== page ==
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Monday, second week of Lent

March 1, 2010

Blessed Monday!

…and blessed March! You’ll find Pope Benedict’s prayer intentions for this new month by following the link on the right side of this page…

We’re a little more than one-quarter of the way through our Lenten retreat.
How’s it going?

Readings:
Daniel 9:4-10 (Daniel confesses his people’s sin and begs forgiveness)
Psalm 79:8-13 “Lord, do not deal with us as our sins deserve”
+Luke 6:36-38 (as you give and forgive, so shall you receive and be forgiven)

You wouldn’t think it would be so hard for us to agree with God.

He’s always right, after all…and it’s not as if we gain anything by disagreeing with Him. But it is hard. Ever since Eve committed that first act of distrust toward Him we’ve been spiritual fugitives, fleeing Reality at our own expense. Francis Thompson calls this Reality the Hound of Heaven who pursues us with “unhurrying chase…deliberate speed, majestic instancy” in order to restore to us the love and fulfillment we have so blindly cast aside; the treasures, nay, necessities, we can only find in communion with Him.

Daniel’d had enough of fleeing God. He himself was a righteous man, risking life and limb to follow God’s commands (he’d already survived the lion’s den) but he was living in the aftermath of his nation’s apostasy, and he was wise enough to learn from the experience. God had told Israel that if they tried to create their own reality they would self-destruct. As always, He was right. Jerusalem lay in ruins, her best and brightest either dead or carried off into captivity in Babylon (modern Iraq) because the Israelites had refused to do what God knew was best for them. This is exactly what Daniel tells God (in so many words). “You were right, God. We blew it. We got exactly what we asked for.”

This is what we do in the Sacrament of Confession. We agree with God for a change. That can be meant both ways. It’s unusual for us to agree with God (we agree with God for a change), and we agree with Him that we can’t go on like this (we agree with God for a change). We speak the simple, uncomfortable truth. We’ve fallen short. We need forgiveness. We need to change. We need help. That’s called humility, and there’s nothing like it to open the gates of Heaven in a flood of divine love, tenderness and power for new life. Finally, God can trust us! Because we’ve chosen to trust Him. He tells us so personally, tangibly, through the words of the priest He has commissioned to deliver His forgiveness to us.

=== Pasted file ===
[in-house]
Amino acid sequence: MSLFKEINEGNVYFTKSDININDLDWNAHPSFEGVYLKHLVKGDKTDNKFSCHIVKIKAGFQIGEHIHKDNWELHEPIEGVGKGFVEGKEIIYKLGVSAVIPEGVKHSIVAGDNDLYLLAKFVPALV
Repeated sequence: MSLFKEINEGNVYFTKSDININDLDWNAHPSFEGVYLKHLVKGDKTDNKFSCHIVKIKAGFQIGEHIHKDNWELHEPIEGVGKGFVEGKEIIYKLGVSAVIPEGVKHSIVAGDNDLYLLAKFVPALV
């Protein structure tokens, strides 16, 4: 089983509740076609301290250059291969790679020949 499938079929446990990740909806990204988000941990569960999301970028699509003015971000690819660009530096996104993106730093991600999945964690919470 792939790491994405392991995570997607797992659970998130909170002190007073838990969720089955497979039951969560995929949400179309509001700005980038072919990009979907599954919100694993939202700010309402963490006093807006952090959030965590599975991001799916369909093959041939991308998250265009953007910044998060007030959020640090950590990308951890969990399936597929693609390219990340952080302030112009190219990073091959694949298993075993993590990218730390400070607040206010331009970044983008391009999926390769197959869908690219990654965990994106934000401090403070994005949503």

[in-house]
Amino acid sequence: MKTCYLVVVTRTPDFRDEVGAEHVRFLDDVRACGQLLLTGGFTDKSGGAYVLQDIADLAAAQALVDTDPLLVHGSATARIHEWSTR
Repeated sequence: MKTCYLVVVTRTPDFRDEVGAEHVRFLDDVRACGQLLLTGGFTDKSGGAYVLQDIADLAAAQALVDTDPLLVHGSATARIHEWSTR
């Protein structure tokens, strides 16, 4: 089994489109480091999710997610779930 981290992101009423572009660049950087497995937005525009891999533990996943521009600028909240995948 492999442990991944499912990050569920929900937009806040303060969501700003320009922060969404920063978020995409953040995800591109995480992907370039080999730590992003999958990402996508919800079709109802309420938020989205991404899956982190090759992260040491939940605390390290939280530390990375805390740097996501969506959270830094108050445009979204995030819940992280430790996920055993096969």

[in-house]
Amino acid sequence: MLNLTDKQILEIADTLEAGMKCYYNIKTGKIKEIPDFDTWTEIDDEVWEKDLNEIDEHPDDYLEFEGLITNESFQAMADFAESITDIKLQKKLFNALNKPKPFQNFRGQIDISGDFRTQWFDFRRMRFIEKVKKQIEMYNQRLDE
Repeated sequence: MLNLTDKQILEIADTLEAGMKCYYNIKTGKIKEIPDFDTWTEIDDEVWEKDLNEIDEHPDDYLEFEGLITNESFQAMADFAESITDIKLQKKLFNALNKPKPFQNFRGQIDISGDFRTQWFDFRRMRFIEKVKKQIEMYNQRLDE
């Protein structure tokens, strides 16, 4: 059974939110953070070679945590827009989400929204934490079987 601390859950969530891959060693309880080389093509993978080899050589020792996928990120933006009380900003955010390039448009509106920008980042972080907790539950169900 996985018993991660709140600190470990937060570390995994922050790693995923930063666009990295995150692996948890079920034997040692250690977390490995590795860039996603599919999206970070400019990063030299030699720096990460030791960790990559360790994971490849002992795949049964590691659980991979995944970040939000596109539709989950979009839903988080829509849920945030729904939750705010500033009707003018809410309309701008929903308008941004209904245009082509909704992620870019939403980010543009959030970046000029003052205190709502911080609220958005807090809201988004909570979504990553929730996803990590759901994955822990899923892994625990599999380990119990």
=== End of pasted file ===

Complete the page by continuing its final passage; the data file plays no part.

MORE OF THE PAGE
In our Gospel, Jesus tells us how to demonstrate that our humility is genuine, that we really are trustworthy. In addition to agreeing with what God says, we need to agree with what God does by imitating Him. Specifically, we need to imitate His divine generosity by giving and forgiving for the sake of those who are in need of our mercy. Anyone can put on a good show in an attempt to save their own skin. In Matthew 18:23-35, Jesus drives this point home with the story of the servant who was forgiven an enormous sum, but who then had a fellow servant tortured over a trivial debt. This man was not trustworthy! His forgiveness was justly revoked.

Something we tend to lose sight of is the fact that forgiveness doesn’t just materialize out of thin air. Somebody has to pay for it. In our society it’s very popular to urge people to get out of debt free, without paying another dime (we see this in SPAM emails all the time). But debts don’t just go away. If the rightful debtor won’t pay them, then the lender has to, at a loss. The king who forgave his servant wasn’t just saying nice words. He was sacrificially paying his unfaithful servant’s enormous debt out of his own royal pocket. That’s love!

We’re living on spiritual credit. We owe our very existence to God, never mind the shower of goods and blessings He’s lavished upon us. He’s paying for it all Himself. We can’t. Then we incurred debts on top of that by turning away from Him, rejecting Him and wasting the very blessings He’d created for us. Talk about adding insult to injury!

That was the infinite debt He paid for us on the Cross.

We will never be able to repay Him for that either. What we can do in order to respond faithfully to such amazing love is to give to those in need as God has given to us, and to pay the infinitely smaller debts other people owe us by forgiving them. “The gift you have received, give as a gift” (Matthew 10:8). This is genuine humility. This is what we need to do to agree with God. We must give as we have received. In turn, we will receive as we have given. God will not be outdone in generosity. If we are faithful in small things, He will entrust us with more. If not, the little we have will be taken away (see Matthew 25:14-30).

If we take our eyes off the treasures of this world, which moth and rust will corrode and thieves break in and steal (see Matthew 6:19-20), and set our sights on eternity, we will begin to realize that we have nothing to lose by agreeing with God. We have everything to gain.

May we humbly agree with God,
opening our rebellious hearts to His tender mercy in Sacramental Confession
and forgiving others in imitation of His divine generosity.

Yours in divine agreement,

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